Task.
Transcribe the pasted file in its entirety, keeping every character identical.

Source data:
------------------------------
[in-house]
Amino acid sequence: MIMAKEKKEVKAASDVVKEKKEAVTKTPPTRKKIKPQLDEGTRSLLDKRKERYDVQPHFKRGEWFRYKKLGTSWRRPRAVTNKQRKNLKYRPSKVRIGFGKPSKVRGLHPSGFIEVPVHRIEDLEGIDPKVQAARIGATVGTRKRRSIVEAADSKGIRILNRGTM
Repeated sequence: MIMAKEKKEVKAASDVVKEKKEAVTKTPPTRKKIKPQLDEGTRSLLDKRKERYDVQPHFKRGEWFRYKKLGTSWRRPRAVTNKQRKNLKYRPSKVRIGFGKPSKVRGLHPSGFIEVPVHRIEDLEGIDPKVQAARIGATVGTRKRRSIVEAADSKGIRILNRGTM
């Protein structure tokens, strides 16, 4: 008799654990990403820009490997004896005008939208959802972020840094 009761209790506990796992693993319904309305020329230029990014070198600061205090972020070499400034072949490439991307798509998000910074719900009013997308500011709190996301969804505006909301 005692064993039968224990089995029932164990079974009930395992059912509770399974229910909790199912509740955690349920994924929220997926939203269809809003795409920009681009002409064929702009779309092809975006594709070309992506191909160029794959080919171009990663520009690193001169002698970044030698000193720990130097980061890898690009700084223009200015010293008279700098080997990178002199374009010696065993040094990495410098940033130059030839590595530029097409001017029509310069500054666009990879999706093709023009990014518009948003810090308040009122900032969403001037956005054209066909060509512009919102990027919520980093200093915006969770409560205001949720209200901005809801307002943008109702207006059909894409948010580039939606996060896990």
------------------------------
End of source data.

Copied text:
[in-house]
Amino acid sequence: MIMAKEKKEVKAASDVVKEKKEAVTKTPPTRKKIKPQLDEGTRSLLDKRKERYDVQPHFKRGEWFRYKKLGTSWRRPRAVTNKQRKNLKYRPSKVRIGFGKPSKVRGLHPSGFIEVPVHRIEDLEGIDPKVQAARIGATVGTRKRRSIVEAADSKGIRILNRGTM
Repeated sequence: MIMAKEKKEVKAASDVVKEKKEAVTKTPPTRKKIKPQLDEGTRSLLDKRKERYDVQPHFKRGEWFRYKKLGTSWRRPRAVTNKQRKNLKYRPSKVRIGFGKPSKVRGLHPSGFIEVPVHRIEDLEGIDPKVQAARIGATVGTRKRRSIVEAADSKGIRILNRGTM
């Protein structure tokens, strides 16, 4: 008799654990990403820009490997004896005008939208959802972020840094 009761209790506990796992693993319904309305020329230029990014070198600061205090972020070499400034072949490439991307798509998000910074719900009013997308500011709190996301969804505006909301 005692064993039968224990089995029932164990079974009930395992059912509770399974229910909790199912509740955690349920994924929220997926939203269809809003795409920009681009002409064929702009779309092809975006594709070309992506191909160029794959080919171009990663520009690193001169002698970044030698000193720990130097980061890898690009700084223009200015010293008279700098080997990178002199374009010696065993040094990495410098940033130059030839590595530029097409001017029509310069500054666009990879999706093709023009990014518009948003810090308040009122900032969403001037956005054209066909060509512009919102990027919520980093200093915006969770409560205001949720209200901005809801307002943008109702207006059909894409948010580039939606996060896990």